Friends’ weddings can be a funeral for your own finances. According to AA/Populus research, one in ten guests spend more money attending other people’s weddings than do on their own big day. 7% said that they dipped into their savings, and 2% borrowed money so that they could celebrate a friend’s nuptials.
Something old, something new
With 32% of UK’s weddings taking place in July or August, the AA’s research underlines the high costs of being a wedding guest. Furthermore, resentment, declined invitations, sacrificing holidays and borrowing money emerge as common symptoms of the cost of attending weddings. The research found that one in five (19%) say they sometimes resent the amount it costs to attend a wedding, while one in six (15%) said the same about the cost of attending hen and stag dos.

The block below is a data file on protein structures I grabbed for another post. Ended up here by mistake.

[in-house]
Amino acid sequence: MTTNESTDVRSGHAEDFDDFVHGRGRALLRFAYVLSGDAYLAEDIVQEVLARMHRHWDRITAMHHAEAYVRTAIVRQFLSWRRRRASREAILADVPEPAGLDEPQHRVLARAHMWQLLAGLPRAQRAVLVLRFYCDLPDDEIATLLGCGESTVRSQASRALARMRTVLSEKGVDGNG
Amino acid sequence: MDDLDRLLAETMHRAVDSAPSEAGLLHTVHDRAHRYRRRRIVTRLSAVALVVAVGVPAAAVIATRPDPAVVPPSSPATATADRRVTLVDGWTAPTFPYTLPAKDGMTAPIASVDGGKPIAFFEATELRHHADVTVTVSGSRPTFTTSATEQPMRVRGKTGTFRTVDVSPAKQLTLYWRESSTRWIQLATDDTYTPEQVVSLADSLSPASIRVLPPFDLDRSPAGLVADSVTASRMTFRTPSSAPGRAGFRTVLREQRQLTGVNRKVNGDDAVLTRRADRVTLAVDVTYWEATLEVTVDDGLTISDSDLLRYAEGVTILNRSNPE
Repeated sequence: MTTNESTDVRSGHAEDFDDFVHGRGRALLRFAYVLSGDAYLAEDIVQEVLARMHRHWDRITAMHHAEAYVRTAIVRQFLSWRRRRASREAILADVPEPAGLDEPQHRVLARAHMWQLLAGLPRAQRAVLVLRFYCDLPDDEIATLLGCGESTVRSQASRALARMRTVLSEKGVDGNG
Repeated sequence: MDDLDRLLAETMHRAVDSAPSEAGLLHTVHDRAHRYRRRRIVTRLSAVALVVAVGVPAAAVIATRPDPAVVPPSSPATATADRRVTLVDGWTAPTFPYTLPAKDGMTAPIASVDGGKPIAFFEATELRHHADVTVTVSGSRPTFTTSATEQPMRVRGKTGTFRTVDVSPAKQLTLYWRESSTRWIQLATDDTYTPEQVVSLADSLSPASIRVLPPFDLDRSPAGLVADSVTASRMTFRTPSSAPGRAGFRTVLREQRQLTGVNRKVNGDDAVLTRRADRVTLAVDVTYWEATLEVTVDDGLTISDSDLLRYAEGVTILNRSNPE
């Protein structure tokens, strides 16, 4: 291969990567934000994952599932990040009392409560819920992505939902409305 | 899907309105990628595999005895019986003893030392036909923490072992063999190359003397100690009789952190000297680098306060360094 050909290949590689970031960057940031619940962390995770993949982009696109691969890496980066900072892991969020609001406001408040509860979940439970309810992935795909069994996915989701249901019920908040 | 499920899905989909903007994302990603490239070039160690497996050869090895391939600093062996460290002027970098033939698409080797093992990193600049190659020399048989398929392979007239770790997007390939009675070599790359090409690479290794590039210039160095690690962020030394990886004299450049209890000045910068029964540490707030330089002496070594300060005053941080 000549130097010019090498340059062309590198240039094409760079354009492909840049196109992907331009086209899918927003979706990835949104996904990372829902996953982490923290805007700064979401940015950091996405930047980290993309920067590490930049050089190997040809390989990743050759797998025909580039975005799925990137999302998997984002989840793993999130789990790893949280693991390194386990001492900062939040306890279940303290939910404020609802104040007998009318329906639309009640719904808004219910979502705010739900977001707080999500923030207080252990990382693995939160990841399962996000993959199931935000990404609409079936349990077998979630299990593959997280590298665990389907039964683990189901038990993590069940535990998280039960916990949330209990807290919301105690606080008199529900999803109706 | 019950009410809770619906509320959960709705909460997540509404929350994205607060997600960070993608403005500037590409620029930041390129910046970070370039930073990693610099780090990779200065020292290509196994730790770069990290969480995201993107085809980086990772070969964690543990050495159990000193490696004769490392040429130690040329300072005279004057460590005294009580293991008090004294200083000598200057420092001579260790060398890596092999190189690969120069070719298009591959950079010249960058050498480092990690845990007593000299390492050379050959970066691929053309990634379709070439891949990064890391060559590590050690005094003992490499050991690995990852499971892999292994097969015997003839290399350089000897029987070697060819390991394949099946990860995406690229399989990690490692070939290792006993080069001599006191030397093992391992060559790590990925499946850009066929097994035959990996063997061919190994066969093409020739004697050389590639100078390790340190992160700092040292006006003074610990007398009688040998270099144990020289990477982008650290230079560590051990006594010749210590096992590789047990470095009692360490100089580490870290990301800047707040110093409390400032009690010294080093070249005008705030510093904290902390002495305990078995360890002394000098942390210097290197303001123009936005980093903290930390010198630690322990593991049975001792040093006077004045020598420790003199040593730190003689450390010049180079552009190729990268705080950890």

Something borrowed, something blue
If you’re young, resentment soars. Millennials (are more likely to resent the cost of being a guest (30%) or attending a hen or stag do (34%). This is reasonable given that the relative cost for a millennial is higher. They’re more likely to have dipped into their savings (14%), sacrificed a holiday or cut back on an expenditure (22%) or borrowed money (7%).
Women were noticeably more resentful than men about being invited to a wedding due to the cost (23% versus 27%) and are also more likely to have turned down an invitation to a hen do because of the cost (17% versus 12%).